Not money, sex or fame.

But what to say and how much to say and how directly – or not – to say it. That’s the moral struggle pastors face each week.

It’s obvious our culture is at war with itself right about now. Pick an issue, any issue, and you’ll find groups of people who believe their perspectives surely must be right.

Even more, many of them believe their perspectives are gospel, the spiritually fitting way to understand said issue.

This means that all other perspectives must be not only wrong or misguided, but also spiritually unfaithful, or perhaps even destructive.

In this kind of atmosphere, people see the way forward in terms of binary categories: winners and losers, faithful and unfaithful, spiritually correct and incorrect.

This is the culture in which pastors are preaching and teaching. Then along comes an incident, well two incidents, like what happened in El Paso and Dayton.

More mass shootings. How many times have we prayed for victims? Aren’t we tired of praying without doing?

Yet, pastors know that speaking a prophetic word related to these shootings, calling people to action, will offend someone(s) in their churches.

Racism, gun control, sin, immigration, political policy – each of these is a live dynamic contributing to the particular shooting in El Paso.

Pastors know they will offend more than one group in the church when they say nearly anything about this latest mass shooting.

To complicate things, a quick read through my social media platforms this morning makes it clear that plenty of social media influencers know what pastors “should” say.

They communicate, either directly or by inference, what every spiritually responsible pastor would preach after this incident.

I’m not so sure.

Yes, I believe the brokenness of humanity is on full display in these mass shootings.

Yes, I believe many dynamics contribute toward shaping a culture wherein this kind of tragedy repeatedly happens.

Yes, I believe pastors need to address the issues of our day.

And, I also know what it’s like to be employed by a church who can terminate one’s employment at the drop of a hat.

Though some denominations include safeguards and safety nets, pastors know they will sow the seeds of their demise with just the wrong word or statement.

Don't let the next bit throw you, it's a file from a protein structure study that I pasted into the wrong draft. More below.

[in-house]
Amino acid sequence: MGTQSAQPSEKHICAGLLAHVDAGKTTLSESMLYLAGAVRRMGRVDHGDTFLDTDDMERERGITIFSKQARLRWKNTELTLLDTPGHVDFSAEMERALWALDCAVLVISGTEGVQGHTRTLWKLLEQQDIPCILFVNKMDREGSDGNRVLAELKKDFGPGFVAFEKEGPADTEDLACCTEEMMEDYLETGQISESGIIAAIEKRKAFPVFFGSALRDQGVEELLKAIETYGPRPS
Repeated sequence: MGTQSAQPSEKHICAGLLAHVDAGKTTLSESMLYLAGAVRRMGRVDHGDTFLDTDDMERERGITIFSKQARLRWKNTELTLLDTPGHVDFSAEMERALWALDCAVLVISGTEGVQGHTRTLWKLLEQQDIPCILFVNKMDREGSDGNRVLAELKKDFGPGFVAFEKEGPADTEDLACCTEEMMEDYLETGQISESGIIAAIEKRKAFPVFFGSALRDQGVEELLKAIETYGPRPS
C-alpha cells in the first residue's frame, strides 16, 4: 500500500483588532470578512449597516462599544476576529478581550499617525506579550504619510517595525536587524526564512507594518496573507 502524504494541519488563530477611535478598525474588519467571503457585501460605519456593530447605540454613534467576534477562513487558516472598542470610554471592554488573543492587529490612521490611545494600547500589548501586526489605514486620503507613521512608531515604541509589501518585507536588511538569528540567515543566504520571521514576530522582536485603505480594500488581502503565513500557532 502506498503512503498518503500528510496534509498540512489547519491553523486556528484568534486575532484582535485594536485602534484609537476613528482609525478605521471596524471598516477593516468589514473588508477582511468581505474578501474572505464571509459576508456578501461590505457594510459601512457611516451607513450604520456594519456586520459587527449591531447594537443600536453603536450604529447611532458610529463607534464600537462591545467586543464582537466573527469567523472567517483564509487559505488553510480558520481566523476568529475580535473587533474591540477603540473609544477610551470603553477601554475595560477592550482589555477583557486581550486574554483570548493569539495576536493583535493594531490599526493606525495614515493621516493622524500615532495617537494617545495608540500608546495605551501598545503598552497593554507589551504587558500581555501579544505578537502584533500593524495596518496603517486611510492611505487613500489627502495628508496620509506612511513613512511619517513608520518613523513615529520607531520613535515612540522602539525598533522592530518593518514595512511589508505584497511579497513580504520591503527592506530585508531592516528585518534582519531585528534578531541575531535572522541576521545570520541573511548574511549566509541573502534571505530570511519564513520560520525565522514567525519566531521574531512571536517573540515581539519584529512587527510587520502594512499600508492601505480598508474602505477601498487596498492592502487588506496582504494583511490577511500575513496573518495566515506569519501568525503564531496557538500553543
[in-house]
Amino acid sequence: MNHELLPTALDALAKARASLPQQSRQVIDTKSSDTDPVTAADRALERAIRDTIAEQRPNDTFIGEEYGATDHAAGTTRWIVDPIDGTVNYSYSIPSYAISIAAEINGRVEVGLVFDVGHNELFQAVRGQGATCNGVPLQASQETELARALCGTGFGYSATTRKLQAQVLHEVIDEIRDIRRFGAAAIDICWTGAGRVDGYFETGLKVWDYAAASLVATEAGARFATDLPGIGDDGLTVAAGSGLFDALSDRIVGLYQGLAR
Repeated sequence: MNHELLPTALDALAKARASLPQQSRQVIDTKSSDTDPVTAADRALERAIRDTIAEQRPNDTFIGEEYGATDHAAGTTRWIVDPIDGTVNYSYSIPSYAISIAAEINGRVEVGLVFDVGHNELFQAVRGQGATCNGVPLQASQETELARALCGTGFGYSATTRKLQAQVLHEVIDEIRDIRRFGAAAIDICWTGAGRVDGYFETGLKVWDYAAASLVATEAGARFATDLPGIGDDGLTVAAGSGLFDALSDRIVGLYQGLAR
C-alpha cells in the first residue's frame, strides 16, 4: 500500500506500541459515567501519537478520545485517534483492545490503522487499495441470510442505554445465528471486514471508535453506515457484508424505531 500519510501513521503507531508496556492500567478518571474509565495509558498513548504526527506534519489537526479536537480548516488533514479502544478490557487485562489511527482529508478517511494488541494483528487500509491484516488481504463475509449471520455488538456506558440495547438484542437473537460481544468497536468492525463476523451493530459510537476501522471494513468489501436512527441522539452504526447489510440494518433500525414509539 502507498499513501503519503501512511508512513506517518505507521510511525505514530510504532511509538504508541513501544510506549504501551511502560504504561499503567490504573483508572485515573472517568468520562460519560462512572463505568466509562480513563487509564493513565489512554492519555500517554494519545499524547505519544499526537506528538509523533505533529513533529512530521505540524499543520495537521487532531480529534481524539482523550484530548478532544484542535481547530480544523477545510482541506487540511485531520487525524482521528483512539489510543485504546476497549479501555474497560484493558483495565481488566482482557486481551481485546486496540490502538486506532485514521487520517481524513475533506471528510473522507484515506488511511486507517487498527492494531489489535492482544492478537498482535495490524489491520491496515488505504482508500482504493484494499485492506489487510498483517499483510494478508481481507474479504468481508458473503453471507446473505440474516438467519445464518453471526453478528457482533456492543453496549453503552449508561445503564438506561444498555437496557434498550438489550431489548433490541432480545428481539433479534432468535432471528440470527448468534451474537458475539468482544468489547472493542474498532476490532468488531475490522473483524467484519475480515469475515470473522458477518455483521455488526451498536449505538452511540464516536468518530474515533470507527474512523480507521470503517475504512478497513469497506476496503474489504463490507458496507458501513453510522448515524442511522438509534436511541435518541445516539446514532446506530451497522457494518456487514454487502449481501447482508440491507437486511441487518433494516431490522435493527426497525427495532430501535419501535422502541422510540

Feeding their families, paying a mortgage, providing for their children – these are real-life considerations factoring into sermons.

There are people in churches who will quickly move toward terminating their pastor when he or she contradicts their perspectives on how the world does or should operate. This is the reality of pastoral leadership.

So, the moral dilemmas of pastors are less often about money, sex or fame, and more often, week in and week out, about living in the tension between their consciences, the still small guiding voice, and the political realities in their congregations.

Is it better to soften one’s prophetic voice and remain in place to continue the growth process with this congregation?

Is it better to go all in, letting the pieces shake out as they may?

What’s God’s guidance here, based on who God is as revealed through Jesus Christ?

When your words don’t influence your family’s financial security, it’s easy to have opinions on what others should do.

Here’s my hope for pastors in this crazy age of cultural division.

I hope there will be times when pastors don’t speak about the hot issue of the day, instead pointing to the enduring foundations of our faith, comforting God’s people with the awareness that we are part of the ongoing story of God.

I also hope there is more than one occasion when a pastor risks it all, knowing he or she could not sleep well without having called out injustice, even when it angers the powers that be in the church.

Which to do when? That’s the challenge of preaching in 2019; the ongoing moral dilemmas of pastors.

Editor’s note: A version of this article first appeared on Tidsworth’s blog. It is used with permission.

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